Hall of Famer Lukas Relishes Comfort of Pimlico, Remains Focused on Next Challenge

The Life
Hall of Fame trainer D. Wayne Lukas watching training this week at Pimlico leading up to the 2021 Preakness Stakes. (Eclipse Sportswire)

D. Wayne Lukas turns 86 in September and he prefers to stay seated for interviews, a reasonable request considering how long he towered above the industry.

One of the preeminent trainers of all time is back at the Preakness with a horse that seemingly does not belong, 30-1 Ram, but he is entitled to that, too.

Lukas leading Ram out for morning exercise. (Eclipse Sportswire)

Anyone who can rack up four Kentucky Derbys, six Preakness scores, four Belmont Stakes wins, and 20 Breeders’ Cup victories can pretty much do as he or she pleases.

Lukas was the picture of contentment as he sat outside the stakes barn at Baltimore’s Pimlico Race Course.

“It brings back great memories. This place has been really good to me over the years,” he said. “I’ve done well here not only in the Preakness, but in the undercard races, too. I’m real, real comfortable here.”

He succeeded with his first Preakness starter, Codex, in 1980. And the hits kept coming. Tank’s Prospect (1985), Tabasco Cat (1994), Timber Country (1995), Charismatic (1999), and Oxbow (2013).

Interestingly, Lukas pointed to Tabasco Cat as the most memorable. The colt had run over his son, Jeff, in a horrible shedrow accident at Santa Anita in 1993. Jeff was never the same. He died in 2016 at age 58.

Lukas said of Tabasco Cat: “This was the horse my dear friend, Bill Young of Overbrook Farm, owned. So, to put him in the winner’s circle took some of the sting of that horse being the horse that ran over Jeff.”

Lukas is a survivor. Even a serious case of COVID-19 last August could not bring him down – but it threatened to. “It hit me hard, seriously hard,” he said. “I think I got as close as you can get and say you’re still here.”

The Hall of Famer among Hall of Famers also was hit hard when Robert Baker, a longtime client, died recently. “Bob kept saying, ‘We don’t have too many years left,’ meaning me and him,” Lukas recalled. “We’re the same age. And he died suddenly.”

Ram is owned by Baker’s widow, Christina, and William Mack. That, too, helps to explain Ram’s presence as the unlikeliest prospect in the 10-horse field. “His wife is emotional, I think, about coming here and being part of this again,” Lukas said.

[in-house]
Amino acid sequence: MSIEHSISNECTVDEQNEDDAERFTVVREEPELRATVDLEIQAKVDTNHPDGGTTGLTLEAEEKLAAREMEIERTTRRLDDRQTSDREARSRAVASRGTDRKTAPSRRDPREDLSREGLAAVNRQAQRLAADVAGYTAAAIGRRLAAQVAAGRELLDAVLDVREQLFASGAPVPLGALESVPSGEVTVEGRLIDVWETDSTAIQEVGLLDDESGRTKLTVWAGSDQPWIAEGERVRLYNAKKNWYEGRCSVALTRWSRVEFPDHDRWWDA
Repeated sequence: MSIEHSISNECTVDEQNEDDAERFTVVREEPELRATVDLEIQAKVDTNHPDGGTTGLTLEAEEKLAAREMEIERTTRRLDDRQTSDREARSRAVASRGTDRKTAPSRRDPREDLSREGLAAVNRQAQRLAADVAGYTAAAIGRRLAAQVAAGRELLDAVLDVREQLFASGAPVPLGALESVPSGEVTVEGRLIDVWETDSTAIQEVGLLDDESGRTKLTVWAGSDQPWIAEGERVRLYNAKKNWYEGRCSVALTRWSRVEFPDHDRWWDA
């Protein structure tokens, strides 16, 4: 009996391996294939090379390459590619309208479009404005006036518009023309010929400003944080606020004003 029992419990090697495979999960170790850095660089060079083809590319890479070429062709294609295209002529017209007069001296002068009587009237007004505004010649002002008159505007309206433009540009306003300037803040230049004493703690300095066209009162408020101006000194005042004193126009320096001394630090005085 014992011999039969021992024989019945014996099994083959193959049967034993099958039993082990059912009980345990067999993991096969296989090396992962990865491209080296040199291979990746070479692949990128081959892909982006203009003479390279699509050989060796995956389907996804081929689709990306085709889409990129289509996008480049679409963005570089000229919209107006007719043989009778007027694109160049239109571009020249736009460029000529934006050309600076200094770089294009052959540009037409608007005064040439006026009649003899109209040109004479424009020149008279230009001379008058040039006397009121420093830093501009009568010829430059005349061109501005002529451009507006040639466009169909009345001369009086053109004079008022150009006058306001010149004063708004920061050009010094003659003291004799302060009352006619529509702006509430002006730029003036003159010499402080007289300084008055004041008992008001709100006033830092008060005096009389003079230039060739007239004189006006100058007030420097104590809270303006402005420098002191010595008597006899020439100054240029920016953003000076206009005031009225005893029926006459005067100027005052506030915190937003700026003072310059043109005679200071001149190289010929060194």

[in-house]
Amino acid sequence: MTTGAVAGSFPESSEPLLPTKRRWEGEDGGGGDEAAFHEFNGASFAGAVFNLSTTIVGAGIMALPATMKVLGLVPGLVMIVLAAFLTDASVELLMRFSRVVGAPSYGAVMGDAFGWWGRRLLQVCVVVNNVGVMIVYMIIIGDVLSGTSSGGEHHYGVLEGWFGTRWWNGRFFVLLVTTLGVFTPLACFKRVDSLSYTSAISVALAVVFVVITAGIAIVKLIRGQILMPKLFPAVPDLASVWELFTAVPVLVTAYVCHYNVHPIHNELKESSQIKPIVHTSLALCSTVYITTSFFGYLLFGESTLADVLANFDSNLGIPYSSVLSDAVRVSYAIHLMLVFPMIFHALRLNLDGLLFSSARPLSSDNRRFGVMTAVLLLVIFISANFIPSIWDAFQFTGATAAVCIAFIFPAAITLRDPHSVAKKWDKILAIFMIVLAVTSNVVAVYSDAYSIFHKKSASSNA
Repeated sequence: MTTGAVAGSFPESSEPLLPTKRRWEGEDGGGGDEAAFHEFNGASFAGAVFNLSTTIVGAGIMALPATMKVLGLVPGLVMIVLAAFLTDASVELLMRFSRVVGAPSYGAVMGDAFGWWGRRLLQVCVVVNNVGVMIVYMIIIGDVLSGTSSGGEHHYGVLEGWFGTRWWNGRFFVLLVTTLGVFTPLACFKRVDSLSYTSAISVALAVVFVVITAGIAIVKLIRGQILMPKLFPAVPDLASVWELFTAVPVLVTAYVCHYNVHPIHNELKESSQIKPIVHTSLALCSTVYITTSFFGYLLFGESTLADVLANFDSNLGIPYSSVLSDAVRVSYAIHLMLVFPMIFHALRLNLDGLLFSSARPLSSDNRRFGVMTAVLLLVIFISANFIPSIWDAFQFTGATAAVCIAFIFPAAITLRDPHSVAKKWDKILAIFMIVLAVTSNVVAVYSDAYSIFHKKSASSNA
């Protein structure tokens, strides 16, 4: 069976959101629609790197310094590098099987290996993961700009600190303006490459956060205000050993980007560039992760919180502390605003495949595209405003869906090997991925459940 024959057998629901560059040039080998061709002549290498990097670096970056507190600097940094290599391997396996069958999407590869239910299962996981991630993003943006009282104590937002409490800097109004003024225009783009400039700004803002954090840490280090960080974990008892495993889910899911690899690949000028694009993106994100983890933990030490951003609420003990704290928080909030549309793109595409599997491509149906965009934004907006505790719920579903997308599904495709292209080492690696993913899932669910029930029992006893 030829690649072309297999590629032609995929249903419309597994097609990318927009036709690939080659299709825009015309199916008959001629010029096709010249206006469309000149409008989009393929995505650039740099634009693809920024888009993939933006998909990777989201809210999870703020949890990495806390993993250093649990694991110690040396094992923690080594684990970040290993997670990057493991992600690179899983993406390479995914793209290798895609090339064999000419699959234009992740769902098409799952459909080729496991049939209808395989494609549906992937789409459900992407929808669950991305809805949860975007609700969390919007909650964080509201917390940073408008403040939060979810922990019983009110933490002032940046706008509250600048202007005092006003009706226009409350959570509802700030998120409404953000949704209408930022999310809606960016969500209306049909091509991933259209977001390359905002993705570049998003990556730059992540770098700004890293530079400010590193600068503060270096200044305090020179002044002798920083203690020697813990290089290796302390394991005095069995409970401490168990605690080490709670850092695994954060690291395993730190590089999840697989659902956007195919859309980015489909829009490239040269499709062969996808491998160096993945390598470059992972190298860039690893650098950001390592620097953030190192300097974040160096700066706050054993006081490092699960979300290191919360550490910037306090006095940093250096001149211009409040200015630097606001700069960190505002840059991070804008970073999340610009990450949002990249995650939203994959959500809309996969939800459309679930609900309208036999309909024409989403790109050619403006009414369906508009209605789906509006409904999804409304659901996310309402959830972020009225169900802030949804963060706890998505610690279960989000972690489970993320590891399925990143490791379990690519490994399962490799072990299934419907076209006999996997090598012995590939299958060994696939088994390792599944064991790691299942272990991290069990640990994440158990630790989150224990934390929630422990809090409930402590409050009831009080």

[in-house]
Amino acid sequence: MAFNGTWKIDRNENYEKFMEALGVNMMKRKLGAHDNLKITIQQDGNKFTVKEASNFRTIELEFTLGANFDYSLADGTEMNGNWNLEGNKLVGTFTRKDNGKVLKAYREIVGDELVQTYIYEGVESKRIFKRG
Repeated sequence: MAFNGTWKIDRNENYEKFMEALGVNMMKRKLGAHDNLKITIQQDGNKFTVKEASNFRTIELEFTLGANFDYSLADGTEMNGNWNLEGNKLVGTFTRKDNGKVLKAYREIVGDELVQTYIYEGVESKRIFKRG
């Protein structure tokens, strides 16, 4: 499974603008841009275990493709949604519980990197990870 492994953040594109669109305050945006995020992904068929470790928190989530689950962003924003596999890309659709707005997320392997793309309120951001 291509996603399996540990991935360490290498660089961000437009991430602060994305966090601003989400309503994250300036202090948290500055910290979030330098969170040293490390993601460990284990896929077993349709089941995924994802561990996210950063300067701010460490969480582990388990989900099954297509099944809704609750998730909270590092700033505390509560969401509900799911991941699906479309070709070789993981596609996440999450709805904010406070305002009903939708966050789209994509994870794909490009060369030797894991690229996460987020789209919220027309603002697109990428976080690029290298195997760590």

Ram drew the rail and will be ridden by Ricardo Santana Jr. He is certainly bred for the job. He is a son of 2015 Triple Crown winner American Pharoah that was purchased for $375,000 at Keeneland’s September yearling sale. He has been slow to develop, however, mentally and physically. He came up empty in four starts as a juvenile.

He did not break through until his eighth race lifetime, when he was made available for a $50,000 claiming price in a 1 1/16-mile race on April 16 at Oaklawn Park. He assumed a stalking position before pouncing for a two-length decision. A more encouraging sign came when he scooted off by 3 1/2 lengths in a one-mile allowance race that kicked off the Kentucky Derby program.

Still, Lukas recognizes the enormous leap from an allowance to the middle jewel of the Triple Crown.

“I don’t think we can win it. I think we can probably be on the board, and we may not even do that,” he said. “If we don’t, we’ll load him and go home. We don’t have to wake up saying, ‘God, I have to prove I can train one of these things.’ ”

The need to prove anything is long gone. So why did Lukas spend nine hours riding shotgun in the van that brought Ram from Churchill Downs to Pimlico? What drives him to arrive at the barn when those half his age are enjoying sweet sleep?

“I enjoy it so much. I am not one that could sit back,” Lukas said. “I’m 85, going to be 86 in a few months. I need something to focus on, something to challenge me, or I don’t think I’d be happy.”


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